Keeping all tea-pot designs original and one-of-a-kind is something I have always believed in. It makes designing harder, as I have to not repeat a previous design, at the same time, it allows the collector to have an original, with no other out there that is the same.
On that note,as many have in the past, the form of this pot stems from the Ulu. My aim was to have the body of the tea-pot look like the half-moon shape of many Ulus designs . The main handle was designed this way for a couple of reasons. 1st, it was meant to droop on either side. My idea was to have the tea-pot stand on its own, without feet attached to help it stand. And the only way to do this was to design it as I have with this one. 2nd, making the handles this way was effective and it also allowed me to think of the title. ” left-tea/right-tea “, is meant for the left or the right handed person. Either way you pick it up, it feels the same, you don’t have to feel awkward in picking it up because it is obvious that it can be handled either way.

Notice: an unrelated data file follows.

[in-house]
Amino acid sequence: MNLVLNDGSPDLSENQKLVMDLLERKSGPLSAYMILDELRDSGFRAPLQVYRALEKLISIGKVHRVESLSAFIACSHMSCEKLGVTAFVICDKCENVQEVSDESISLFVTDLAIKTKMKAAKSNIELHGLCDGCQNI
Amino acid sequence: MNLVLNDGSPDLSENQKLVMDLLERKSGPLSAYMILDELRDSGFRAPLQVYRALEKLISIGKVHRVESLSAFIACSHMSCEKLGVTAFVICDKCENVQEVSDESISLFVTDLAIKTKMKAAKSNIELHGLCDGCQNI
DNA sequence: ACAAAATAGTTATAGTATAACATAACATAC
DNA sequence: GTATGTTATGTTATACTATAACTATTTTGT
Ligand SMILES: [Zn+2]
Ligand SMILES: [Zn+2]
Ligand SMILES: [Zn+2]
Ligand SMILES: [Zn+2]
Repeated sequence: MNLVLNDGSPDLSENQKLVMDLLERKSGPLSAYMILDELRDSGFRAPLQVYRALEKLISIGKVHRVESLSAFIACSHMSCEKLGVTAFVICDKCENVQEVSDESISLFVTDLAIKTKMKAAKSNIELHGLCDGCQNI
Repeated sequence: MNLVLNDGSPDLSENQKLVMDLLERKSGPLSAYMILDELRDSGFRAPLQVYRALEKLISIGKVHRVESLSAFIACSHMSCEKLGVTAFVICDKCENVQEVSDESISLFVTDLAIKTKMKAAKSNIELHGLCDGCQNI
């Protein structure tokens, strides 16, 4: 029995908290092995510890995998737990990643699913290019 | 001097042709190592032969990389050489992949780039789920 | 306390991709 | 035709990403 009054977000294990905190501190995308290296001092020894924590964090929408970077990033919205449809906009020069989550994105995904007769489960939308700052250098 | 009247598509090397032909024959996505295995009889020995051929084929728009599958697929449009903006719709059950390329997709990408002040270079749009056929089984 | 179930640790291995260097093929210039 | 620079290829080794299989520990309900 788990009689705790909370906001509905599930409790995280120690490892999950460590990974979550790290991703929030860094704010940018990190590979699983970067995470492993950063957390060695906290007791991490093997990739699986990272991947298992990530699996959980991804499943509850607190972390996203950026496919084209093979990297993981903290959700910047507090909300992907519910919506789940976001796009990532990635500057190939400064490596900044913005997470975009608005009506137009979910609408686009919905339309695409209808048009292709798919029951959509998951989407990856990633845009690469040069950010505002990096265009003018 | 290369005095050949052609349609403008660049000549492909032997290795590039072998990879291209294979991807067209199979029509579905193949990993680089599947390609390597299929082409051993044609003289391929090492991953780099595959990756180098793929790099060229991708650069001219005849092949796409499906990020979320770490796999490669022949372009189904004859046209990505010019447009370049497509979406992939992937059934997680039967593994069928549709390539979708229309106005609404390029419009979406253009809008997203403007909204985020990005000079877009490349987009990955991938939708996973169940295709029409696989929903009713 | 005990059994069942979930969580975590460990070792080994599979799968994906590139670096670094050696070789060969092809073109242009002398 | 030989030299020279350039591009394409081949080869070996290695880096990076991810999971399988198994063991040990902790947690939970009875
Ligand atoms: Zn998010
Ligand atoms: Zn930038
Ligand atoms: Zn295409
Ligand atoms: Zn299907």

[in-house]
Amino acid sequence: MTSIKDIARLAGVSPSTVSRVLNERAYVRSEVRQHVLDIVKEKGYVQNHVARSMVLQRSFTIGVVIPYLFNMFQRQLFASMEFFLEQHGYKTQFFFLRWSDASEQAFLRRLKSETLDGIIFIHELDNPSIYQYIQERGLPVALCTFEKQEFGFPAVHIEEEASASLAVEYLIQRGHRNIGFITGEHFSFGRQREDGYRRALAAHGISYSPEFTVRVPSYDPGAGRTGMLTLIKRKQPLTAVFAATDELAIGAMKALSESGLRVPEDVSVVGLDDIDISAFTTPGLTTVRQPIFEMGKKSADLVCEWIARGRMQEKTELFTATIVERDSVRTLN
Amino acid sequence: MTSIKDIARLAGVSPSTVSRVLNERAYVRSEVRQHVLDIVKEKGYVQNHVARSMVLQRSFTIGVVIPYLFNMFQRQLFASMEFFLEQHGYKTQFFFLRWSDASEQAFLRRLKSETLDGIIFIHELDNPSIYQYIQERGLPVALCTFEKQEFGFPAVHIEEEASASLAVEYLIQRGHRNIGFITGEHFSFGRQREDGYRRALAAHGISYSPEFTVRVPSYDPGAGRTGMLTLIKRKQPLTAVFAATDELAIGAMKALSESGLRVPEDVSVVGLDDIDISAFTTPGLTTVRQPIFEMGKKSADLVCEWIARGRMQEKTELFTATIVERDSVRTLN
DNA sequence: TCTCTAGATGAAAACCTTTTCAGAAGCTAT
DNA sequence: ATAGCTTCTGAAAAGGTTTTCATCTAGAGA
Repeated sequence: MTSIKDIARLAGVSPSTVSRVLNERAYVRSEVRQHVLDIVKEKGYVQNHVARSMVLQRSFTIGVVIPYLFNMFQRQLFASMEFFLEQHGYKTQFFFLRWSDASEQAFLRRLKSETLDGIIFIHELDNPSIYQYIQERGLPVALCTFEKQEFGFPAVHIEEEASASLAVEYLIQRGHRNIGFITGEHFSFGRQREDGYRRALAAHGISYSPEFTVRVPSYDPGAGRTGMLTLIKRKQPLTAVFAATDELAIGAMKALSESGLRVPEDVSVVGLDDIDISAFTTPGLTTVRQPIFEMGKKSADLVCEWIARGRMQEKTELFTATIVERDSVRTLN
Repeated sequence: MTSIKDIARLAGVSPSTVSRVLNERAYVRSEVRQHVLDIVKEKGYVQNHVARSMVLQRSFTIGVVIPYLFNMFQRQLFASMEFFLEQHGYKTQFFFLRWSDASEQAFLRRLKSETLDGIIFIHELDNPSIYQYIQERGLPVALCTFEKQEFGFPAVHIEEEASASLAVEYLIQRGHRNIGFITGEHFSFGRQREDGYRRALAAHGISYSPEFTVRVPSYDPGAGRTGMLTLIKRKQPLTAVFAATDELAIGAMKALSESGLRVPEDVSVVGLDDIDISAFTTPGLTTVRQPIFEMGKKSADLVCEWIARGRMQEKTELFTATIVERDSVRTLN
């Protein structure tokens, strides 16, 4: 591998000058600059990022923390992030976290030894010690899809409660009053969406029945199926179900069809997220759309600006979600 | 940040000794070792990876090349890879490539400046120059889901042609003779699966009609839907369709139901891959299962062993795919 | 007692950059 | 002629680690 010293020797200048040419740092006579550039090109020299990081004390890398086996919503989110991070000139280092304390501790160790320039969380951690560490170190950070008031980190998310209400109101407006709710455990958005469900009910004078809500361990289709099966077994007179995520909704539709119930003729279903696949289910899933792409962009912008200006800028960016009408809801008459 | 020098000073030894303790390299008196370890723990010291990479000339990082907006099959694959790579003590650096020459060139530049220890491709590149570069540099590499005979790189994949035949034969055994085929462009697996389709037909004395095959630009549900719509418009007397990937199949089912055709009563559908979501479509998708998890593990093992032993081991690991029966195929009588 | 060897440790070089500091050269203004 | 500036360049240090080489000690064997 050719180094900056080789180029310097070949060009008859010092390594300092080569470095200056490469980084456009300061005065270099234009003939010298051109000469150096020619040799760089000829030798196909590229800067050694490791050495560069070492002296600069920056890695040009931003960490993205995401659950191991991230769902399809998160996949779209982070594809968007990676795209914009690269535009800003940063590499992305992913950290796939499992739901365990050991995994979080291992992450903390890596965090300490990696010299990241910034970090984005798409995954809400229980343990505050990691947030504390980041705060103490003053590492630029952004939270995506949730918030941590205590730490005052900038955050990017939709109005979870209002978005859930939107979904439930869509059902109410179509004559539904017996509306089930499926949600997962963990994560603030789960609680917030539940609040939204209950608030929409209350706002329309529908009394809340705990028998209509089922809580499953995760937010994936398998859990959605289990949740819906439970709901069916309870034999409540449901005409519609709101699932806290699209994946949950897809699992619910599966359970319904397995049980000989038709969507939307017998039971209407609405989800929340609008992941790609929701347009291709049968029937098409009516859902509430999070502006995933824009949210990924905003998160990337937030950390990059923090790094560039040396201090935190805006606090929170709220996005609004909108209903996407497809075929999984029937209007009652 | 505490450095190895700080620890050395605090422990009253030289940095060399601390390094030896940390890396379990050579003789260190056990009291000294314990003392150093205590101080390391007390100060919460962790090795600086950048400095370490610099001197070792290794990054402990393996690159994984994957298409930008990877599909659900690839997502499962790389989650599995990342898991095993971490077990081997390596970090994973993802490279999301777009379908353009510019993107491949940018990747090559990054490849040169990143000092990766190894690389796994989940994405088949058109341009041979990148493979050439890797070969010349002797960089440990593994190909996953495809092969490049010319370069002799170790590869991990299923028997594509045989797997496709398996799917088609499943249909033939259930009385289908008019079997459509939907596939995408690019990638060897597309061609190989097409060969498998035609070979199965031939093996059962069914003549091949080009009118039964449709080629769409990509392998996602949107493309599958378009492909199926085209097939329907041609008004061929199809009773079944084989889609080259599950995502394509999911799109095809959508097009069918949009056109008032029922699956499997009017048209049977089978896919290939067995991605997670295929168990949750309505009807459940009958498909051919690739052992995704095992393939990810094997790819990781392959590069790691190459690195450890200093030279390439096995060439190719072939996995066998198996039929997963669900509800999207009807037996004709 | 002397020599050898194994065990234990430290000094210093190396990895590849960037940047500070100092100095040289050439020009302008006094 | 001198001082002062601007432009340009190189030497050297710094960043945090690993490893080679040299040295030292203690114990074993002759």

Massie’s work is a reflection of his mixed Inuit, Métis and Scottish heritage. In it, he investigates both traditional and contemporary themes. He has achieved renown for his innovative teapots that combine themes and symbols from his native Inuit culture with European traditions. Massie has been twice short-listed for the coveted Prix Saidye Bronfman and has an extensive international reputation. His work has been shown in North America and Europe, including the National Gallery of Canada. He was elected a member of Royal Canadian Academy of Arts in 2011.
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